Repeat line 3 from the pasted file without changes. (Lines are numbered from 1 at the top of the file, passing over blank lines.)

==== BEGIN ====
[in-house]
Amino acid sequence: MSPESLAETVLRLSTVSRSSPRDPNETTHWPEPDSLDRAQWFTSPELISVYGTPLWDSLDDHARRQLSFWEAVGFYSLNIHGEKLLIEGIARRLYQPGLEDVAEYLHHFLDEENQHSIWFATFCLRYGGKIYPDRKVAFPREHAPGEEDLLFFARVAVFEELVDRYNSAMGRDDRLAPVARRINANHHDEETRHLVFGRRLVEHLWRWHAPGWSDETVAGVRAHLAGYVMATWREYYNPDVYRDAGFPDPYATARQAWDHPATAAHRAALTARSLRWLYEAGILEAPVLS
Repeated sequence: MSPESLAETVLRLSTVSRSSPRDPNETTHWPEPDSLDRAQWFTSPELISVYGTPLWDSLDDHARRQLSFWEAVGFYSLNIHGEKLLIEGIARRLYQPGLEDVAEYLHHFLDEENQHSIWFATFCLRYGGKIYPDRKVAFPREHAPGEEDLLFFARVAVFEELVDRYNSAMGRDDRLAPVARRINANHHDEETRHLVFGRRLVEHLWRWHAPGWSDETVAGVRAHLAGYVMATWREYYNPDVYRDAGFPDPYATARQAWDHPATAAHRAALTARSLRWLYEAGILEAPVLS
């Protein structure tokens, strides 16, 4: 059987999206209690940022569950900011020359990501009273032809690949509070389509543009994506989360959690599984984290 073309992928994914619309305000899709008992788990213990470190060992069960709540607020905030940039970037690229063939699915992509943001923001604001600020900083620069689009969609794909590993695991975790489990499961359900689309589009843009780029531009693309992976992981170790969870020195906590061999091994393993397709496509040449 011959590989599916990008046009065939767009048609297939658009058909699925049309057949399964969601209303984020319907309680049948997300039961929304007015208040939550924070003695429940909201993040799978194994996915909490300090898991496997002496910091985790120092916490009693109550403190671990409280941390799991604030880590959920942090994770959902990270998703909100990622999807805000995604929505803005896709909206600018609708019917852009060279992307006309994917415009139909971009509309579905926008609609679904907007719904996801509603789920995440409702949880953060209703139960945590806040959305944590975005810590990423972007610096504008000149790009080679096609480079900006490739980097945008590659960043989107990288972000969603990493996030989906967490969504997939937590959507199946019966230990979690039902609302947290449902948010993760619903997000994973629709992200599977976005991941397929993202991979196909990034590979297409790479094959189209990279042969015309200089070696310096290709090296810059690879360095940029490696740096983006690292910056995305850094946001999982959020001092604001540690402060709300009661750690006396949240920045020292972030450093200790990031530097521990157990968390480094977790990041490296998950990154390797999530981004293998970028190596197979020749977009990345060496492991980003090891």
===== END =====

Repeated sequence: MSPESLAETVLRLSTVSRSSPRDPNETTHWPEPDSLDRAQWFTSPELISVYGTPLWDSLDDHARRQLSFWEAVGFYSLNIHGEKLLIEGIARRLYQPGLEDVAEYLHHFLDEENQHSIWFATFCLRYGGKIYPDRKVAFPREHAPGEEDLLFFARVAVFEELVDRYNSAMGRDDRLAPVARRINANHHDEETRHLVFGRRLVEHLWRWHAPGWSDETVAGVRAHLAGYVMATWREYYNPDVYRDAGFPDPYATARQAWDHPATAAHRAALTARSLRWLYEAGILEAPVLS